Galton rejects the threshold theory of greatness: the idea that after a certain level success is more determined by luck than abilities. 

Every tutor knows how difficult it is to drive abstract conceptions, even of the simplest kind, into the brains of most people — how feeble and hesitating is their mental grasp — how easily their brains are mazed — how incapable they are of precision and soundness of knowledge.  It often occurs to persons familiar with some scientific subject to hear men and women of mediocre gifts relate to one another what they have picked up about it from some lecture — say at the Royal Institution, where they have sat for an hour listening with delighted attention to an admirably lucid account, illustrated by experiments of the most perfect and beautiful character, in all of which they expressed themselves intensely gratified and highly instructed.  It is positively painful to hear what they say.  Their recollections seem to be a mere chaos of mist and misapprehension, to which some sort of shape and organization has been given by the action of their own pure fancy, altogether alien to what the lecturer intended to convey.   The average mental grasp even of what is called a well-educated audience, will be found to be ludicrously small when rigorously tested.

A college-educated person may consider a high school graduate simple, while a prominent physician wouldn’t be able to see the difference between the two.  Arthur Jensen wrote in his introduction to a collection of Nobel Prize winning physicist William Shockley’s articles and speeches that he was often intimidated by Shockley’s intelligence.  Jensen himself was a psychologist at the University of California at Berkeley and is considered a genius in his own right.  The difference between a remarkable intellect in the social sciences and one in the hard sciences is apparently large enough to be noticed by men at either level.   

The Relatives of Eminent Men 

Galton has separate chapters as follows: The Judges of England Between 1660 and 1865, Statesmen, Commanders, Literary Men, Men of Science, Poets, Musicians, Painters, Diviners, Senior Classics of Cambridge [i.e., classics scholars], Oarsmen, and Wrestlers of the North Country.  The list of eminent men in each category is taken from ones put together for different purposes in order not to bias the results.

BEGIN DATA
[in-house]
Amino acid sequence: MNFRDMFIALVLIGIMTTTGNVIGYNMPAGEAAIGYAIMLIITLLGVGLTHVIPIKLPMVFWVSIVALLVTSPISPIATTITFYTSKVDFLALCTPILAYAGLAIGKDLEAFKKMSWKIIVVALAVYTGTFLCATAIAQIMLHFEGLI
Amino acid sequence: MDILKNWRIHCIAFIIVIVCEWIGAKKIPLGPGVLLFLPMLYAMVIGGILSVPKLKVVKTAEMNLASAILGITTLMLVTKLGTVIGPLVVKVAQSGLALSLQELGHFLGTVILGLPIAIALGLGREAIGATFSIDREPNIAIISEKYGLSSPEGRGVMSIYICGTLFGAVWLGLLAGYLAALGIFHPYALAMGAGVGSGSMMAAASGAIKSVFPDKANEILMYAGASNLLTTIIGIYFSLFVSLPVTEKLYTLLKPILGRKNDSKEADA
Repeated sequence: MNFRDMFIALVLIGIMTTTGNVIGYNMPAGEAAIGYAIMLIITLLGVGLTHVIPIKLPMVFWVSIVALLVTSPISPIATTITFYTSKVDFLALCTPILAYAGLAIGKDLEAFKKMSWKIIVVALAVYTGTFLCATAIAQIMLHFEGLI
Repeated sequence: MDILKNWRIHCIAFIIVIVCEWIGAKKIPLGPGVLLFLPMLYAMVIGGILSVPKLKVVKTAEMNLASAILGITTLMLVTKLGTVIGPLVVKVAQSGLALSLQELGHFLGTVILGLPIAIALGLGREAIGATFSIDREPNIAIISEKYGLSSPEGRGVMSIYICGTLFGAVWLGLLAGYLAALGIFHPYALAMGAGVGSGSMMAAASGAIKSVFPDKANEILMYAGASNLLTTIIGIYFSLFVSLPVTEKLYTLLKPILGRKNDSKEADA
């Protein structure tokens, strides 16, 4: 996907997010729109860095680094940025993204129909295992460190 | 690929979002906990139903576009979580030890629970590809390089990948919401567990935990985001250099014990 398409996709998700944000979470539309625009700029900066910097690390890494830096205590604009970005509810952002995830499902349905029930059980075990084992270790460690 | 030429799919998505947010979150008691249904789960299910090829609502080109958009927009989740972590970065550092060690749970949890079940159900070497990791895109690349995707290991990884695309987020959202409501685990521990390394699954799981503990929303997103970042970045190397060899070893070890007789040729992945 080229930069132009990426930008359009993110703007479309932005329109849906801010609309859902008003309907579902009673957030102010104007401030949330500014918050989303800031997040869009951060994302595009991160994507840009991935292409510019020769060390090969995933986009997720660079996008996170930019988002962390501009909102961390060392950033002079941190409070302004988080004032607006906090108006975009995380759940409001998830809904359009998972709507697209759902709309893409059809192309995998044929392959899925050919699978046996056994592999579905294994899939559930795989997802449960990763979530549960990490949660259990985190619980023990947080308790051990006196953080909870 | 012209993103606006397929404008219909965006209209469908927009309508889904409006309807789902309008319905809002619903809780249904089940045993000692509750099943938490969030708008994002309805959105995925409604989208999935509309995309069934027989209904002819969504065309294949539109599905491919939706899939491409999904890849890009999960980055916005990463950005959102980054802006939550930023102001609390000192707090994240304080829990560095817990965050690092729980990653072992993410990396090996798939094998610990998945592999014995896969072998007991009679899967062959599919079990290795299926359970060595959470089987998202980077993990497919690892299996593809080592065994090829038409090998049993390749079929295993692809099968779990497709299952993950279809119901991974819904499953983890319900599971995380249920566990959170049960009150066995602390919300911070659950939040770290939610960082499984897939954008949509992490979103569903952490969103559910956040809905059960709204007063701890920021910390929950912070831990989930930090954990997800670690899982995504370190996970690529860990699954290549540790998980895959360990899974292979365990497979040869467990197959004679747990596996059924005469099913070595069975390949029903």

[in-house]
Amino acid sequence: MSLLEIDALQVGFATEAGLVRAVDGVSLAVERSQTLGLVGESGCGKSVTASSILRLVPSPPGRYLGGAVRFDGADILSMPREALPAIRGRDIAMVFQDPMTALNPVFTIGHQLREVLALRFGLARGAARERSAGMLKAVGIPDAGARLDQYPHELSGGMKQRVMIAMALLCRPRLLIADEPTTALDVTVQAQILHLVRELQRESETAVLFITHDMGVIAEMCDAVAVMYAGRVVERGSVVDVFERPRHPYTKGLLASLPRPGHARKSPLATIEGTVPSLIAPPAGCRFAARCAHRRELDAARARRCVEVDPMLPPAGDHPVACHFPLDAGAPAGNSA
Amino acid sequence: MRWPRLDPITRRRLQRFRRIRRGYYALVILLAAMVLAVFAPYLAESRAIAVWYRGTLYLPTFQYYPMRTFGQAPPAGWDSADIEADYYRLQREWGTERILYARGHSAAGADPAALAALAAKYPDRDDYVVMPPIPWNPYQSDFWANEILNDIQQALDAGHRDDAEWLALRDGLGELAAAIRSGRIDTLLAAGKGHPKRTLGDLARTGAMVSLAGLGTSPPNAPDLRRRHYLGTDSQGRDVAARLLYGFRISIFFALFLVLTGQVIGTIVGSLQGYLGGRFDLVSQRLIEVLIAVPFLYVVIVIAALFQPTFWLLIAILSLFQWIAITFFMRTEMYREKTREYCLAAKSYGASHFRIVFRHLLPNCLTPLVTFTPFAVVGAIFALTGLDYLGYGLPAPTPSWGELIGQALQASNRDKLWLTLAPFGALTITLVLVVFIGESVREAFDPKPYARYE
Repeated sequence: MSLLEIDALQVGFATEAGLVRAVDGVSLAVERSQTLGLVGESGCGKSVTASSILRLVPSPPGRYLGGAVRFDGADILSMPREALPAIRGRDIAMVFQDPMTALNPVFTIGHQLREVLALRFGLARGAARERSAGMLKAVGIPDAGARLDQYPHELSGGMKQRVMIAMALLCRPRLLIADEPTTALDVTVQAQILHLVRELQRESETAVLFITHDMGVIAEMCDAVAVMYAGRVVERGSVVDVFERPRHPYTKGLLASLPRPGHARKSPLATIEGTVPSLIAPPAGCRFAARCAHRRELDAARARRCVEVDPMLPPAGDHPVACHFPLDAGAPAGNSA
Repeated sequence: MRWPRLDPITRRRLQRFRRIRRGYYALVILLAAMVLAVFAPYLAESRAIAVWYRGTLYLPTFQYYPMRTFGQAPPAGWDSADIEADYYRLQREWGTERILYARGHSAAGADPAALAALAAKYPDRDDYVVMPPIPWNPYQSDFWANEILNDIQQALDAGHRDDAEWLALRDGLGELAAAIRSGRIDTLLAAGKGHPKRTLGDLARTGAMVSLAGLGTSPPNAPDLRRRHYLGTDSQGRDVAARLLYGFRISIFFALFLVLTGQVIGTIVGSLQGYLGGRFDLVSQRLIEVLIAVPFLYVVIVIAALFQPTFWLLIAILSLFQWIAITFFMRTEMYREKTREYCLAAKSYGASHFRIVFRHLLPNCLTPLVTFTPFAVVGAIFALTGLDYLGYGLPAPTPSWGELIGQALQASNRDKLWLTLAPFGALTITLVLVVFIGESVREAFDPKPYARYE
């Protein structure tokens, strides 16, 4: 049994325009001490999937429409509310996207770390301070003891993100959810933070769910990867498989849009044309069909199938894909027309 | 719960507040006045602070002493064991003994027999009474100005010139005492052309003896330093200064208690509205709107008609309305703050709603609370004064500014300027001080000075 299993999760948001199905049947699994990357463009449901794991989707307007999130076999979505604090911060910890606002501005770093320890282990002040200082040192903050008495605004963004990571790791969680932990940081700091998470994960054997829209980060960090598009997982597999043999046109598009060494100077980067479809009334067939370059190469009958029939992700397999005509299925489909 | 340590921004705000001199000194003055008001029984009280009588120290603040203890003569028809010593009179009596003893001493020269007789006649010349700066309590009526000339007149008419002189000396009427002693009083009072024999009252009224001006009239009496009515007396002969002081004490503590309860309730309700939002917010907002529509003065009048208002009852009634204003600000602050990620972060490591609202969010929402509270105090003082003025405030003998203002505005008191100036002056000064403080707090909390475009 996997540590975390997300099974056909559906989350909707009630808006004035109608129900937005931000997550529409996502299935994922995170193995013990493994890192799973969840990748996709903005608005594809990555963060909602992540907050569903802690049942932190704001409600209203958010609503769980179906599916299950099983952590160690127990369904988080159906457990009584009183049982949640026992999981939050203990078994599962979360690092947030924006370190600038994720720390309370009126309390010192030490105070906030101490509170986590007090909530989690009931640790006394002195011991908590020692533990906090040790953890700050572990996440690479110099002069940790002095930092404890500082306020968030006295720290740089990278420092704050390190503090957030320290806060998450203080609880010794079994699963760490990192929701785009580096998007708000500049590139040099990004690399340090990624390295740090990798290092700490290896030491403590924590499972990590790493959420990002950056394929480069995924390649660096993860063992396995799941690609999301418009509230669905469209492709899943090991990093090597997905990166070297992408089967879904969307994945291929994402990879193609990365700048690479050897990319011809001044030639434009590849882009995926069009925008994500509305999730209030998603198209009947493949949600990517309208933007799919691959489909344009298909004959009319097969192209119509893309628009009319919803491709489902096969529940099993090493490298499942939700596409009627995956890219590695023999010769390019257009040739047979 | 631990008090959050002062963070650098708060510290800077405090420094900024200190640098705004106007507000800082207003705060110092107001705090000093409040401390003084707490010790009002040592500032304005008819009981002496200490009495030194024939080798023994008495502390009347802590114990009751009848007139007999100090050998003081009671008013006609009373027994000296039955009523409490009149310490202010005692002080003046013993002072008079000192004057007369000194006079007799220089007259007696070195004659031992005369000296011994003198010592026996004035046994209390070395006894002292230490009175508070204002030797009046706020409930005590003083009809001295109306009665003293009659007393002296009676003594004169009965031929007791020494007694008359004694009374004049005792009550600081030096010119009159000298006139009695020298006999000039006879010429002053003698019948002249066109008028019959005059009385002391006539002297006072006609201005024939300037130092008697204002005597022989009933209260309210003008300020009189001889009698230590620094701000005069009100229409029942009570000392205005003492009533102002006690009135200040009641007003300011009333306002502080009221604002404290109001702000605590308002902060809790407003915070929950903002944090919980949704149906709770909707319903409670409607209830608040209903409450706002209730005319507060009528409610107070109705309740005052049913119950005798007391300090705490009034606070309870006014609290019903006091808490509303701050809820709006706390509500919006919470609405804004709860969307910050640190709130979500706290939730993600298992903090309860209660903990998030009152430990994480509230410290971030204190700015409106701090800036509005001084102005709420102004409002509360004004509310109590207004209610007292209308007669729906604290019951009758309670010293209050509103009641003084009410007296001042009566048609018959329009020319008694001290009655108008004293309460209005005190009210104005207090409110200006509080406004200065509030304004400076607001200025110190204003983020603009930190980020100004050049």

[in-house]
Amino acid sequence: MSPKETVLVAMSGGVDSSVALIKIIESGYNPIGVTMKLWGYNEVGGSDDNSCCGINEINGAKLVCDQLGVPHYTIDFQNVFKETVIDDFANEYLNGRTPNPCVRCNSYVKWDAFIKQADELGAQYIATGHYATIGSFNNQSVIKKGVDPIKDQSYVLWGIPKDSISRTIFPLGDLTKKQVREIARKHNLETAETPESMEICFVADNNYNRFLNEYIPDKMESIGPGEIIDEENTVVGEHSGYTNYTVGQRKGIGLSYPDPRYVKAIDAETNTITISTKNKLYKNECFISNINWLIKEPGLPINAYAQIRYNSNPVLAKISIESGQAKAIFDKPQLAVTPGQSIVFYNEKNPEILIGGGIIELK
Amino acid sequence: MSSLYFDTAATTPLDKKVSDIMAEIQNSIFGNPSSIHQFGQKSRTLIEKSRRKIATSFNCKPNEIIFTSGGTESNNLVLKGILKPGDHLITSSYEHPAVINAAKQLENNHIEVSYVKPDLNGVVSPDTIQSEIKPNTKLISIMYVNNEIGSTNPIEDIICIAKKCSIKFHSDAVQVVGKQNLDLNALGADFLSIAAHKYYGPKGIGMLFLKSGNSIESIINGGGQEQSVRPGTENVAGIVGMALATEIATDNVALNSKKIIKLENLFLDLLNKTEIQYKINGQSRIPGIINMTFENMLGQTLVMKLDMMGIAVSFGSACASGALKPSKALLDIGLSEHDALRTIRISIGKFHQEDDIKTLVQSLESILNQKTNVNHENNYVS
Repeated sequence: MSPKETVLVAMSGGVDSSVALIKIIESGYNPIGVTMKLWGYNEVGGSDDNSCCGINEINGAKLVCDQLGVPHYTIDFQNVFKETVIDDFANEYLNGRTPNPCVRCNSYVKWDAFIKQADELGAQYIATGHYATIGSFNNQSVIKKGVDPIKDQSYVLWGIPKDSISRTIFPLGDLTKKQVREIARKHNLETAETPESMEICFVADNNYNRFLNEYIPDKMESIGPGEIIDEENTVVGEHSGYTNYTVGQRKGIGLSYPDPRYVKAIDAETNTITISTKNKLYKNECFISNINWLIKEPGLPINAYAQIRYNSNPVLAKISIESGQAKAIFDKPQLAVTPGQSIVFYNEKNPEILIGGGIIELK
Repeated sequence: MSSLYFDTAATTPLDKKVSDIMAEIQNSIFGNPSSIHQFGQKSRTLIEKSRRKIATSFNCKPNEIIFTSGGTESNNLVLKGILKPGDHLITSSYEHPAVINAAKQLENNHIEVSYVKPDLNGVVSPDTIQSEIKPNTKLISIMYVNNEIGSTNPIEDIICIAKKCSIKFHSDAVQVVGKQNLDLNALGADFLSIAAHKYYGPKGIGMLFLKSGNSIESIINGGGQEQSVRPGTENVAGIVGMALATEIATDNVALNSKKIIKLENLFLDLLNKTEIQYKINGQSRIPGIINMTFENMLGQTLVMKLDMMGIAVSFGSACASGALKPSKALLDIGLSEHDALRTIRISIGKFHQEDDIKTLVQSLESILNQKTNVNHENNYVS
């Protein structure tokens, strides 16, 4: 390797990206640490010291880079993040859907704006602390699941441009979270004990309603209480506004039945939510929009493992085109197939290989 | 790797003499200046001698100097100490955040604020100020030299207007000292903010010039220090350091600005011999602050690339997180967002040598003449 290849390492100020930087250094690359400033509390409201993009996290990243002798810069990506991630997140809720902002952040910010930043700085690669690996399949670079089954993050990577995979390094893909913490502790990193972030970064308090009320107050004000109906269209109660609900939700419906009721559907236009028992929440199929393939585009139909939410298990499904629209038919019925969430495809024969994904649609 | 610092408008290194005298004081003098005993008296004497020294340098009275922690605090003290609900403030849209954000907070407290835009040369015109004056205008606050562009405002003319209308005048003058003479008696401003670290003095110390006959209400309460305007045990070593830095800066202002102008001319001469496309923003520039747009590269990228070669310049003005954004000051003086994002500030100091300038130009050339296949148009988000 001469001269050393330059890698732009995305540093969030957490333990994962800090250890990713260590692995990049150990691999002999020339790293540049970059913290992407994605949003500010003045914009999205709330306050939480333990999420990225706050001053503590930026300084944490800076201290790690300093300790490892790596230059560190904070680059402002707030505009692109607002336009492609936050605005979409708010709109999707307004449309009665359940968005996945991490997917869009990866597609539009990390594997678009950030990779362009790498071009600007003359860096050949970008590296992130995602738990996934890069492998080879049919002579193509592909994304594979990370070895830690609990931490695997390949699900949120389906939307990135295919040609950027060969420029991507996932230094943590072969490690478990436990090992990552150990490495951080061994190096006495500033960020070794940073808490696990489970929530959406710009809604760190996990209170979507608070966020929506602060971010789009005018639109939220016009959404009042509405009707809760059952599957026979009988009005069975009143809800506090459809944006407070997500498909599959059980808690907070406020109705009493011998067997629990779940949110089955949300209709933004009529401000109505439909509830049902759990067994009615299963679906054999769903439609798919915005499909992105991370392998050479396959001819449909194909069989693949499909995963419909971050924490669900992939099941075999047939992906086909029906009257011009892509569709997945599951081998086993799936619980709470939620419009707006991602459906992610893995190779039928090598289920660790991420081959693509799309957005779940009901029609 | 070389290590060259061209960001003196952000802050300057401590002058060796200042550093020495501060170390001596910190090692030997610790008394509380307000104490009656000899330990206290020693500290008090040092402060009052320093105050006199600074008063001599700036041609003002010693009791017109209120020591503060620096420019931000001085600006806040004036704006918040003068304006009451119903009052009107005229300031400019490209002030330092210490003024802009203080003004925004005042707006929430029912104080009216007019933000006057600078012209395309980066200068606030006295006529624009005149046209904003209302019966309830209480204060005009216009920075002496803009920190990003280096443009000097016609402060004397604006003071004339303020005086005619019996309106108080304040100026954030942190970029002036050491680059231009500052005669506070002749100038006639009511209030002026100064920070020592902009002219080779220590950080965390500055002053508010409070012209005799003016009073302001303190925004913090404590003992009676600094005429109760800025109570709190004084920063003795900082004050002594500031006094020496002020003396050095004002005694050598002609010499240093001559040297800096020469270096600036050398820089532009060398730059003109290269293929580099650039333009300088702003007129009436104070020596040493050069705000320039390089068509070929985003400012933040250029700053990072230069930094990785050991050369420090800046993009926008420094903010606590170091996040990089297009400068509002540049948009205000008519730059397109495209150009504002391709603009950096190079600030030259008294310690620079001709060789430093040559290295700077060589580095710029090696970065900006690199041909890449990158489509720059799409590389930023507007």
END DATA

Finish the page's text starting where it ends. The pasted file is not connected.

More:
Judges seems a strange category for eminence to us, but in the late nineteenth century they were much rarer than they are today.  Putting some limitations on the inquiry, there were only 286 judges between the Reformation and 1865.  Of them, 109 had eminent relations.  These 109 fit into 85 different families.  Relations were counted from the most eminent judge of the family if more than one of its eminent men qualified.   

The same was done for every other category.  The larger the degree of separation from an eminent judge, the less likely a relative is to be eminent himself.  In the 85 gifted families, there are 22 fathers worthy of note, 13 grandfathers and 2 great-grandfathers.  This is despite the fact that a man has only one of the first, but two of the second and four of the third.  

The results are similar for each group of men looked at. Each chapter has an appendix that lists the men with talented families and gives a short biography of each along with a list of the eminent relations, each one receiving a biography for his or herself as well.  This makes Hereditary Genius valuable not only for its scientific and historical worth, but also as a reference book. 

The English poet John Milton had a talented musician for a father and a judge for a brother.  It is recorded that there were eight generations of musical genius in J.S. Bach’s family spanning 250 years.    They are credited with producing 20 eminent musicians.   

Similarly, Mozart's father was a famous violinist.  The composer himself had only two children who survived to adulthood, and both were known for their musical gifts.  Philosopher Jeremy Bentham's brother is described in the book as a "mechanical genius" and his nephew was a distinguished botanist.  Six relations of historian Henry Hallam are listed as eminent: his father, his mother, an uncle, two sons and a daughter.